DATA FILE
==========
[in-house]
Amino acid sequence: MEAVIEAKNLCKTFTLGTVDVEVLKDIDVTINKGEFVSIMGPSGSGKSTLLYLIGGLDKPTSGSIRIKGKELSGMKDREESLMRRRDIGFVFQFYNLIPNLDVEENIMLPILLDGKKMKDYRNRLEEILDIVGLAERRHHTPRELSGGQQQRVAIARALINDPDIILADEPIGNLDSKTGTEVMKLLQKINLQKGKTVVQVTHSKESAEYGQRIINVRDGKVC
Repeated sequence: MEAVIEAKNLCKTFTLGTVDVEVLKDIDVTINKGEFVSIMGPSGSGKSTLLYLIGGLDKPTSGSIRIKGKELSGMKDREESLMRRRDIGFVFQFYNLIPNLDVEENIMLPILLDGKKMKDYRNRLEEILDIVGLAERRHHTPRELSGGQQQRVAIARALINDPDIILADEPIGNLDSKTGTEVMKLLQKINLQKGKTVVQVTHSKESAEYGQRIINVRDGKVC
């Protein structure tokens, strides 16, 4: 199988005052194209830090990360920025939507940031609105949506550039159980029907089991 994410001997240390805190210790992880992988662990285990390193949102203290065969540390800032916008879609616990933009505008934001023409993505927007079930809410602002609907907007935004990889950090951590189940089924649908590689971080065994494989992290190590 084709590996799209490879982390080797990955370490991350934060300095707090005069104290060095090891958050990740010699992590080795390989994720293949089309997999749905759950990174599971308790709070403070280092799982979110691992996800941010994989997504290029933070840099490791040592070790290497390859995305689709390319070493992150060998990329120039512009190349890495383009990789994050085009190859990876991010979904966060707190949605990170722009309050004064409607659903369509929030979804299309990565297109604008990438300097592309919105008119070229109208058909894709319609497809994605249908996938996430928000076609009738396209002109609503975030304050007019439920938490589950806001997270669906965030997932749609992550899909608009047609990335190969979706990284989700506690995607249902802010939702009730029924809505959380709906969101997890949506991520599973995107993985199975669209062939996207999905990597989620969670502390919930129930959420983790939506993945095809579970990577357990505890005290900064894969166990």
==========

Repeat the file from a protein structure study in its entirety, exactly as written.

[in-house]
Amino acid sequence: MEAVIEAKNLCKTFTLGTVDVEVLKDIDVTINKGEFVSIMGPSGSGKSTLLYLIGGLDKPTSGSIRIKGKELSGMKDREESLMRRRDIGFVFQFYNLIPNLDVEENIMLPILLDGKKMKDYRNRLEEILDIVGLAERRHHTPRELSGGQQQRVAIARALINDPDIILADEPIGNLDSKTGTEVMKLLQKINLQKGKTVVQVTHSKESAEYGQRIINVRDGKVC
Repeated sequence: MEAVIEAKNLCKTFTLGTVDVEVLKDIDVTINKGEFVSIMGPSGSGKSTLLYLIGGLDKPTSGSIRIKGKELSGMKDREESLMRRRDIGFVFQFYNLIPNLDVEENIMLPILLDGKKMKDYRNRLEEILDIVGLAERRHHTPRELSGGQQQRVAIARALINDPDIILADEPIGNLDSKTGTEVMKLLQKINLQKGKTVVQVTHSKESAEYGQRIINVRDGKVC
């Protein structure tokens, strides 16, 4: 199988005052194209830090990360920025939507940031609105949506550039159980029907089991 994410001997240390805190210790992880992988662990285990390193949102203290065969540390800032916008879609616990933009505008934001023409993505927007079930809410602002609907907007935004990889950090951590189940089924649908590689971080065994494989992290190590 084709590996799209490879982390080797990955370490991350934060300095707090005069104290060095090891958050990740010699992590080795390989994720293949089309997999749905759950990174599971308790709070403070280092799982979110691992996800941010994989997504290029933070840099490791040592070790290497390859995305689709390319070493992150060998990329120039512009190349890495383009990789994050085009190859990876991010979904966060707190949605990170722009309050004064409607659903369509929030979804299309990565297109604008990438300097592309919105008119070229109208058909894709319609497809994605249908996938996430928000076609009738396209002109609503975030304050007019439920938490589950806001997270669906965030997932749609992550899909608009047609990335190969979706990284989700506690995607249902802010939702009730029924809505959380709906969101997890949506991520599973995107993985199975669209062939996207999905990597989620969670502390919930129930959420983790939506993945095809579970990577357990505890005290900064894969166990």